Sports Yoga: Time to re-balance, re-energise and prepare for your next challenge.

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This weekend  I completed the Rugby Half Marathon. On the way round the rather hilly course, I was thinking about how yoga helps me in my running. Around the whole course  I mindfully focused on the quality of my breath, the alignment of my posture (shoulders back, chin up, firm core), a positive mantra (“I can and I will get up that hill.”) and gratitude to the supporters lining the route.

At the end of race, I took the time to stretch – runner’s lunge for the hip flexors, wide legged forward bend for the groin and lower back, downward facing dog for the hamstrings and lower back and plenty of rehydration and rest for the muscles to recover and relax.

I’ve been teaching yoga for sports for over two years to different athletes including  runners, golfers, cyclists and triathletes. All have found a regular yoga practice has helped  them in various ways – from
strengthening their core, knees and ankles, improving their balance, to enhancing their breathing and stretching their hamstrings.

Often people think that yoga is all about flexibility but that’s only one part of it. Yes, it’s  important  but so are stability, strength and stamina, all in equal measures. These work alongside good quality breathing, postural alignment, a focused mind, rest and recovery. And all of these things help athletes increase their performance and reduce the risk of injury.

Yoga has huge benefits for athletes and is practiced by many world class sports people  to help prevent injury,  strengthen their core, and stretch over worked muscles – from the England rugby squad to
tennis players,  footballers and GB Taekwando.

In my two years of teaching Sports Yoga, I have trained with Hayley Winter (SportsScience –yoga  teacher of numerous Olympic athletes) and Sarah Ramsden (most well known for teaching Ryan Giggs, Manchester United & City, and Liverpool football clubs). Right now, I teach a weekly sports yoga class where listening to what people need, both physically and mentally, is of the utmost importance.

Sometimes they want to push themselves with more of a cardio and strengthening yoga practice  as pushing themselves is most common to them   (think energising  Sun Salutations, planks, lunges) but often,they just need to slow down, rest and be given the license to do that (think stretching, strengthening,  relaxation) which is probably harder to do than the former. Yoga is about listening to what the mind and body need – not the ego… and it’s certainly not about competing with the person on the next mat or with oneself.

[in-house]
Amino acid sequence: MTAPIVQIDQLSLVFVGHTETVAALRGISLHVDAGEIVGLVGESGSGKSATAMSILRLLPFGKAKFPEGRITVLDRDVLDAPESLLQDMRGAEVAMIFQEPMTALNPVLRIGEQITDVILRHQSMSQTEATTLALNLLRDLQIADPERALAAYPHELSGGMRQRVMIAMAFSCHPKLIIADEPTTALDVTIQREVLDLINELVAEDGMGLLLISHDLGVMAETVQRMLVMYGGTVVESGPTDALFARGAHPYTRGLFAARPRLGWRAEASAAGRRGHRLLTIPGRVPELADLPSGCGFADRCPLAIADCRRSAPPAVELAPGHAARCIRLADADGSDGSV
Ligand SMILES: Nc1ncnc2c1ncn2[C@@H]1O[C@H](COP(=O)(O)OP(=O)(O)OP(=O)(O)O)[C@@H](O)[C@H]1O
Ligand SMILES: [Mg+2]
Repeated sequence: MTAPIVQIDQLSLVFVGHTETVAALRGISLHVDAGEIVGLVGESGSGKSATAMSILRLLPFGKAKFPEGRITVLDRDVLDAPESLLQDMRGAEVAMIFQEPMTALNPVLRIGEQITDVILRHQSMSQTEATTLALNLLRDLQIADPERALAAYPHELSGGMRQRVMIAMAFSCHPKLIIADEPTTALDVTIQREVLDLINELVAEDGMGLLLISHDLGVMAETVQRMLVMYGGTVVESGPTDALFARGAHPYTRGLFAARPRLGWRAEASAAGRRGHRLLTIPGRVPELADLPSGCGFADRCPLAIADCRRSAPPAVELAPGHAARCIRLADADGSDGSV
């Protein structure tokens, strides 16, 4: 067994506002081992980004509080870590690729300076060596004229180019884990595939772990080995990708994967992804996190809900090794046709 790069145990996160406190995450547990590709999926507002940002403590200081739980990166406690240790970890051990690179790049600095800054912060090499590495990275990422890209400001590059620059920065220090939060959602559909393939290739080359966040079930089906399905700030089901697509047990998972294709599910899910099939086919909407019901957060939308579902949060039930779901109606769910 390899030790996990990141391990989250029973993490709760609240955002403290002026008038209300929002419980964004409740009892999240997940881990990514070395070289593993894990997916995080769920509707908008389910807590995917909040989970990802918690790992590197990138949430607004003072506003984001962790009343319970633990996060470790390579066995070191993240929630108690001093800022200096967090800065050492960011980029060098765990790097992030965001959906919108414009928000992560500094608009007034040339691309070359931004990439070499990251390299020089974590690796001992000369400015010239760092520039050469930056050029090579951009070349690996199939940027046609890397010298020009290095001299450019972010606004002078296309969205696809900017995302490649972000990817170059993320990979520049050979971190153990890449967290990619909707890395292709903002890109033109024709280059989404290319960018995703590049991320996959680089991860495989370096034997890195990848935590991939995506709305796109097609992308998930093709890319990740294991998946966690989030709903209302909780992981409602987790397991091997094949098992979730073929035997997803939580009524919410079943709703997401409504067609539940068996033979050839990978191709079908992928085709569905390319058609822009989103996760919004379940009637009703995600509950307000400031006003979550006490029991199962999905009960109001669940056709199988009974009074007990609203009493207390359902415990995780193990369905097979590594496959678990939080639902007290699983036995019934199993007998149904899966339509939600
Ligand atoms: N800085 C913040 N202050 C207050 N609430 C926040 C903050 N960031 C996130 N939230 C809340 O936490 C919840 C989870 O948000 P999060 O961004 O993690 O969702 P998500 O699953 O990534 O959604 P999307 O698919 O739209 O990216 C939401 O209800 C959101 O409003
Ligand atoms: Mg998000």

Many sports are great for invigorating the body and mind however the repetitive use of a few select muscles can result in them shortening, and tightening, causing imbalances in the musculoskeletal system and triggering overuse injuries. Yoga uses all parts of the body and focuses the mind to re-balance, re-energise and prepare for the next race or game.

Yoga for sports is the perfect compliment for athletes training for a primary sport to cross train and prevent injury. Many world class athletes have reported that it gives them the edge to improve on their
PB and their opponents.

During the  two-hour workshop we will cover and practice:


1.       Introduction – Why yoga?


2.       Breathing and spinal articulation


3.       Shoulders, neck, feet and ankles


4.       Sun salutations – 4 rounds to heat up the body for stretching including forward bending, back bending, twisting and semi-inversion,


5.       Core strength


6.       Balance


7.       Hips and glutes


8.       Quads, hamstrings,


9.       Restorative poses


10.   Relaxation


By the end of the workshop all participants  will feel energised, stretched, strengthened, balanced and relaxed and have some take-home poses to practice between and at the of their regular training sessions.

Rebecca Leam


Interested?

You can book online or at the studio.

hotyogasheffield.co.uk/workshopsevents

Sun 31st July, 12-2pm